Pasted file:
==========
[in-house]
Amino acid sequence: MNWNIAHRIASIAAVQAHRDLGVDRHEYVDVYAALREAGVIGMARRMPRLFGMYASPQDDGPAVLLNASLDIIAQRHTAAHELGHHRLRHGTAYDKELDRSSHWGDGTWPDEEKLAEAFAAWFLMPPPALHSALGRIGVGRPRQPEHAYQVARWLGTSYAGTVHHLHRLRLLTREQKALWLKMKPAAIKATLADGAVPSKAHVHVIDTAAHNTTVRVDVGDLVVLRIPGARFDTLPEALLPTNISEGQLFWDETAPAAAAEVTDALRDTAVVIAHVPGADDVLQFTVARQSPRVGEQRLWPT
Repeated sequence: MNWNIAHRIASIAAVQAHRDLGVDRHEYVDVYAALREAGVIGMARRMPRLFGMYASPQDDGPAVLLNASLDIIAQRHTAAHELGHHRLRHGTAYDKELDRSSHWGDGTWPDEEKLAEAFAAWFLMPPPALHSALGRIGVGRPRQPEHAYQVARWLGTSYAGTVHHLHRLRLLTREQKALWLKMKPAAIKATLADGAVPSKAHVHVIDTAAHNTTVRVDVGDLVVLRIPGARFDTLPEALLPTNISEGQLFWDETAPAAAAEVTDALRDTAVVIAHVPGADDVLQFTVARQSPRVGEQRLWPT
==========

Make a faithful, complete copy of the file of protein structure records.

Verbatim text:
[in-house]
Amino acid sequence: MNWNIAHRIASIAAVQAHRDLGVDRHEYVDVYAALREAGVIGMARRMPRLFGMYASPQDDGPAVLLNASLDIIAQRHTAAHELGHHRLRHGTAYDKELDRSSHWGDGTWPDEEKLAEAFAAWFLMPPPALHSALGRIGVGRPRQPEHAYQVARWLGTSYAGTVHHLHRLRLLTREQKALWLKMKPAAIKATLADGAVPSKAHVHVIDTAAHNTTVRVDVGDLVVLRIPGARFDTLPEALLPTNISEGQLFWDETAPAAAAEVTDALRDTAVVIAHVPGADDVLQFTVARQSPRVGEQRLWPT
Repeated sequence: MNWNIAHRIASIAAVQAHRDLGVDRHEYVDVYAALREAGVIGMARRMPRLFGMYASPQDDGPAVLLNASLDIIAQRHTAAHELGHHRLRHGTAYDKELDRSSHWGDGTWPDEEKLAEAFAAWFLMPPPALHSALGRIGVGRPRQPEHAYQVARWLGTSYAGTVHHLHRLRLLTREQKALWLKMKPAAIKATLADGAVPSKAHVHVIDTAAHNTTVRVDVGDLVVLRIPGARFDTLPEALLPTNISEGQLFWDETAPAAAAEVTDALRDTAVVIAHVPGADDVLQFTVARQSPRVGEQRLWPT